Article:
Fear and Yogurt in Greece: Where to Invest Now That Votes Are Cast

Stocks? Bonds? Yogurt? On the first day of trading after the Greek election, investors seek safety

Greece’s parliamentary election results are in, and now investors are voting on where they want to put their money.

After last weekend’s do-over of a recent election that failed to yield a governing coalition, U.S. markets opened Monday on a positive note, relieved that the vote went to the conservative New Democracy party, which favors austerity measures that would keep Greece in the eurozone.

But by midday, that relief had dissipated a bit as stock market watchers started to consider what’s next for the common currency. The Dow Jones industrial average was down 28.87 points, or 0.23%, at 12,738. However, the S&P 500 was up slightly by 1.28 points, or 0.10%, at 1,344, and the Nasdaq index was up 15.61 points, or 0.54%, at 2,888.

The markets’ mixed messages suggest that investors are seeking security—and analysts are shaking the bushes, looking for those safe havens, whether in stocks, bonds or commodities.

Here’s what the experts are saying about the best investments now that Greece has voted:

Read more about the Greek elections at AdvisorOne.

Ioannis Papageorgiou, president of Fage USA, at a plant in New York. (Photo: AP)

Fear, Uncertainty and Yogurt Are Friends to Stock-Pickers With a Long View

Stock investors beware: The New Democracy Party is in power, but nothing has really changed.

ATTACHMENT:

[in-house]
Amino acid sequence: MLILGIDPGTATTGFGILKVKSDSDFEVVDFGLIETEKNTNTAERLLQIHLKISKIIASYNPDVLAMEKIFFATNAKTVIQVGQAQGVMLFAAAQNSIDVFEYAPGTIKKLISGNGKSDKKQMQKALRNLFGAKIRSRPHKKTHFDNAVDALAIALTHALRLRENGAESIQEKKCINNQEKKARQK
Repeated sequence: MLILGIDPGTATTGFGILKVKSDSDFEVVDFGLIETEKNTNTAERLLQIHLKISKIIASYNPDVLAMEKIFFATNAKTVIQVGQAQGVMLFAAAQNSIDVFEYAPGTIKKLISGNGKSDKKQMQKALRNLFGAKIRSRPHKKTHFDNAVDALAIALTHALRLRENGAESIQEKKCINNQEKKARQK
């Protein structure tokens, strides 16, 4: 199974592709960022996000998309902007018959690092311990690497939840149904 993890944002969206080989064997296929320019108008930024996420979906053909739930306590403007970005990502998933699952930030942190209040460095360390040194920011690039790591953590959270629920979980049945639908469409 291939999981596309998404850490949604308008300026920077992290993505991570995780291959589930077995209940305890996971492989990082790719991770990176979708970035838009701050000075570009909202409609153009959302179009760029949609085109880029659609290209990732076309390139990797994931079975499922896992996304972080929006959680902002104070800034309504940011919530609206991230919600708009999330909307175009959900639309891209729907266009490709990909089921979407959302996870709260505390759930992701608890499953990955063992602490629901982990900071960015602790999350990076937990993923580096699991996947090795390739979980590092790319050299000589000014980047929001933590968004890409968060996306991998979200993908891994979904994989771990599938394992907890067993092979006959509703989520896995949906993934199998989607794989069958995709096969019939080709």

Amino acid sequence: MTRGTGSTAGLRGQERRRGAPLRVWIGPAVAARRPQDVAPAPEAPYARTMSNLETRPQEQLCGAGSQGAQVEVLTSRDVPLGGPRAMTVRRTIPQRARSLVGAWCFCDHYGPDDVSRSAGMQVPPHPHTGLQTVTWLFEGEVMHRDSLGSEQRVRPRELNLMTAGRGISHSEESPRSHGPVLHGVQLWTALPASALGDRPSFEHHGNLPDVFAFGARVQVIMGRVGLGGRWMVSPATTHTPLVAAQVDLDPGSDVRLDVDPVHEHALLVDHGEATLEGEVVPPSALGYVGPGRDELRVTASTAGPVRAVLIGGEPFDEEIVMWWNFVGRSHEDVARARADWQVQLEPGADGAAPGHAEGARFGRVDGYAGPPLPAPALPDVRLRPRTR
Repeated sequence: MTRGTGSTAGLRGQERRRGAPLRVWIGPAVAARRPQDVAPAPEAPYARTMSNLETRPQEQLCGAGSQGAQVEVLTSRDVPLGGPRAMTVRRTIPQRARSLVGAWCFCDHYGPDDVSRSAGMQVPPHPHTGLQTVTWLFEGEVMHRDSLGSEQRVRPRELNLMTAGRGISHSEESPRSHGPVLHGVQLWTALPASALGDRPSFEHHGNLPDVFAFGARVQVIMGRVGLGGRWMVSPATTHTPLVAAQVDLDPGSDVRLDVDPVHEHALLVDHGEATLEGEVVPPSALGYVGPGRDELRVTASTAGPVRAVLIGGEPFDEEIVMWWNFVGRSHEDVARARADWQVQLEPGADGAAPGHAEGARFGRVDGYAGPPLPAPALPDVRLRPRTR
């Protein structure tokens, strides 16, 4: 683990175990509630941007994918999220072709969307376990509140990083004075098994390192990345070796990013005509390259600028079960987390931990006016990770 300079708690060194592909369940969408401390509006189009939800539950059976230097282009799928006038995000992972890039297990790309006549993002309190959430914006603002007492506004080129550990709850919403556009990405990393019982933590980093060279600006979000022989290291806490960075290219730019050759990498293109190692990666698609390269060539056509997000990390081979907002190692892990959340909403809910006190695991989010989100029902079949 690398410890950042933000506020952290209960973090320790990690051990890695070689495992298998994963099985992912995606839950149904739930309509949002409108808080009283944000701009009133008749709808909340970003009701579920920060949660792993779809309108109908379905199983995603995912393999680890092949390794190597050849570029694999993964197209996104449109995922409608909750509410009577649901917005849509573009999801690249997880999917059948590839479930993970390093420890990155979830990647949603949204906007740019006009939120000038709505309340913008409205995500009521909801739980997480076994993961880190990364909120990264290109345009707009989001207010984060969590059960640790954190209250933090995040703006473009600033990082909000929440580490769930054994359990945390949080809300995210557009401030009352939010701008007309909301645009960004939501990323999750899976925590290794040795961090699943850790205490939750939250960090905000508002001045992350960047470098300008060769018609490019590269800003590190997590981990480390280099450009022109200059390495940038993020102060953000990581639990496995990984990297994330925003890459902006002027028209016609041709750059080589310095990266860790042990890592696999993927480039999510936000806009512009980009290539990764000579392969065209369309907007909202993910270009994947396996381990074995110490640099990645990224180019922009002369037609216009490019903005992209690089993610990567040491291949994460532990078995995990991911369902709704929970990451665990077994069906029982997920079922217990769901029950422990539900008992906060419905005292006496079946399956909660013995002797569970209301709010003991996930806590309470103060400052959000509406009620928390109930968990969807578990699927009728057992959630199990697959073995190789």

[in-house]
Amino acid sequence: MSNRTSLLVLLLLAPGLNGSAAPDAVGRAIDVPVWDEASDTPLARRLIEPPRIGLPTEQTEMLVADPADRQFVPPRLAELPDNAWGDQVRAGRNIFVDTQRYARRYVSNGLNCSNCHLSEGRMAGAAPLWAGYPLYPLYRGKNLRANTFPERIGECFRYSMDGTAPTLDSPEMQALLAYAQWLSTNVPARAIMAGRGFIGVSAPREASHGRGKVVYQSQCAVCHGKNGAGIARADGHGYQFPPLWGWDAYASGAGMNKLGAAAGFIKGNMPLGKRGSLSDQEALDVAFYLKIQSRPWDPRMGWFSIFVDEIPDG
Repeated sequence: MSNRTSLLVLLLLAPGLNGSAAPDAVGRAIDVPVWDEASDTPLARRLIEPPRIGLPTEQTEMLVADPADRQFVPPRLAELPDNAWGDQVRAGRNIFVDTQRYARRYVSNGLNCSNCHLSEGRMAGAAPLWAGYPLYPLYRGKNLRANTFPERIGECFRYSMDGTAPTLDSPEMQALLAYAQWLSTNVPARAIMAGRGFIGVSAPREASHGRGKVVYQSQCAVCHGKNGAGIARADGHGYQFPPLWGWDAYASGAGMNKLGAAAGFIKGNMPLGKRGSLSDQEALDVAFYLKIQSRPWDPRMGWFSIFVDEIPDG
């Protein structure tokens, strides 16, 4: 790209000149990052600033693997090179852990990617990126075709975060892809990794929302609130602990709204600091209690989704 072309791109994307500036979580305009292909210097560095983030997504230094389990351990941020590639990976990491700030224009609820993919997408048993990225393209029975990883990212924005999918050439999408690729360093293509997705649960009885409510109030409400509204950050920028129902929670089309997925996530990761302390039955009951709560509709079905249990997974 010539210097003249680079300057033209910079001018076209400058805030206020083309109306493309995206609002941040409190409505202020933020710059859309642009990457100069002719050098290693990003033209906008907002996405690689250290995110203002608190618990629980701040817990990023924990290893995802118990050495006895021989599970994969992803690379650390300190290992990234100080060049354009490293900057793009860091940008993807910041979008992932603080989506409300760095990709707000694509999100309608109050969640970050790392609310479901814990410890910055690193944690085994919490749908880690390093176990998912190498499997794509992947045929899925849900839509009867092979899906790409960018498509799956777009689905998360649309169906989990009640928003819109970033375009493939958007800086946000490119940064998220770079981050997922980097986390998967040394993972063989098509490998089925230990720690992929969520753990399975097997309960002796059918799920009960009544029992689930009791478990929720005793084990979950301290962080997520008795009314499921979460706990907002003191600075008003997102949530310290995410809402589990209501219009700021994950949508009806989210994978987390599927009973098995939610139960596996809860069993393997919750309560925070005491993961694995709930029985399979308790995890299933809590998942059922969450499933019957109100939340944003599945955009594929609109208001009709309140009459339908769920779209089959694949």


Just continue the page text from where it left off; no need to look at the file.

So says Martin Leclerc, chief investment officer and portfolio manager of Barrack Yard Advisors, Bryn Mawr, Pa.

“Greece remains corrupt, over-indebted and uncompetitive,” says Leclerc in a statement. “There’s little prospect out of its de facto bankruptcy unless the people of Greece demand and receive real reforms. That is unlikely to happen in the intermediate term.”

With that gloomy outlook, where does Leclerc suggest that stock buyers invest their money?

“Fear and uncertainty is the friend of long-term investors because it lets you buy low,” Leclerc writes.  “Many great European companies are now selling at valuations not seen since the lows of March 2009.” 

Examples of Leclerc’s European stock picks, which offer dividends of between 4% and 6%, include:

  • U.K. large-cap retailer Tesco, which has grown earnings by 9% a year during the past five years. The company is in 14 countries, Asia accounts for nearly 20% of its earnings, and Tesco has a strong presence in its core U.K. market with a history of innovation and growth.
  • Pargesa Holding, a Swiss-based mid-cap conglomerate controlled by the billionaires Paul Desmarais and Albert Frere. Shares sell at a 25% discount to net asset value, which is composed mostly of six publicly traded European blue chips that are also attractively priced.
  • Van de Velde, based in Belgium, company with a $500 million market cap that has manufactured and sold undergarments for about a century. Shares are controlled by descendants of the founding families. The company has net cash, a high return on invested capital and roughly 10% annual growth since its IPO in the 1990s.

And finally: Greek yogurt, anyone?